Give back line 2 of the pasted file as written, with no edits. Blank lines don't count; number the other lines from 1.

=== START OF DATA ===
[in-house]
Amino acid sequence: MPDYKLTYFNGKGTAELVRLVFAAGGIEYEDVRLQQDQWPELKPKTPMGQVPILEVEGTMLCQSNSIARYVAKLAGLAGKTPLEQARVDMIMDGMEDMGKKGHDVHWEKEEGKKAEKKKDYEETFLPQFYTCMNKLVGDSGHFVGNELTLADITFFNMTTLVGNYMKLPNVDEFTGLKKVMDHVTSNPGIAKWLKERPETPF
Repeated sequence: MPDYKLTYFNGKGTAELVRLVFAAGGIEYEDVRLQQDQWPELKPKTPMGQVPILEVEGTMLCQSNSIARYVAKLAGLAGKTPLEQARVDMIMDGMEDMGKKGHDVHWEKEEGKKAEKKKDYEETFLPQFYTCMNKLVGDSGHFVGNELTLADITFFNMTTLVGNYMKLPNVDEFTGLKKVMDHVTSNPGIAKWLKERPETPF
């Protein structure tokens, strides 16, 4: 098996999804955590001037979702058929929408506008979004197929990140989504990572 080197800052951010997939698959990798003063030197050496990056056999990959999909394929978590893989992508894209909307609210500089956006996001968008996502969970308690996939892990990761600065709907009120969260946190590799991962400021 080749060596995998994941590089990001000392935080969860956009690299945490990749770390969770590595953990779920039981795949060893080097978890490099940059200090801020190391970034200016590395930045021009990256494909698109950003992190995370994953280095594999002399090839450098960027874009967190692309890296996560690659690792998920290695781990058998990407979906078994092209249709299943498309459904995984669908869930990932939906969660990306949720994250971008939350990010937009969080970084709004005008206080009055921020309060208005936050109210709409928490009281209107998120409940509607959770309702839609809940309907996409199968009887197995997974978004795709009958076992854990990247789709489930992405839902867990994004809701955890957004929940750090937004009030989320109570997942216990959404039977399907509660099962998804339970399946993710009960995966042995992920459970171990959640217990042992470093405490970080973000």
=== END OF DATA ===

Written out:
Amino acid sequence: MPDYKLTYFNGKGTAELVRLVFAAGGIEYEDVRLQQDQWPELKPKTPMGQVPILEVEGTMLCQSNSIARYVAKLAGLAGKTPLEQARVDMIMDGMEDMGKKGHDVHWEKEEGKKAEKKKDYEETFLPQFYTCMNKLVGDSGHFVGNELTLADITFFNMTTLVGNYMKLPNVDEFTGLKKVMDHVTSNPGIAKWLKERPETPF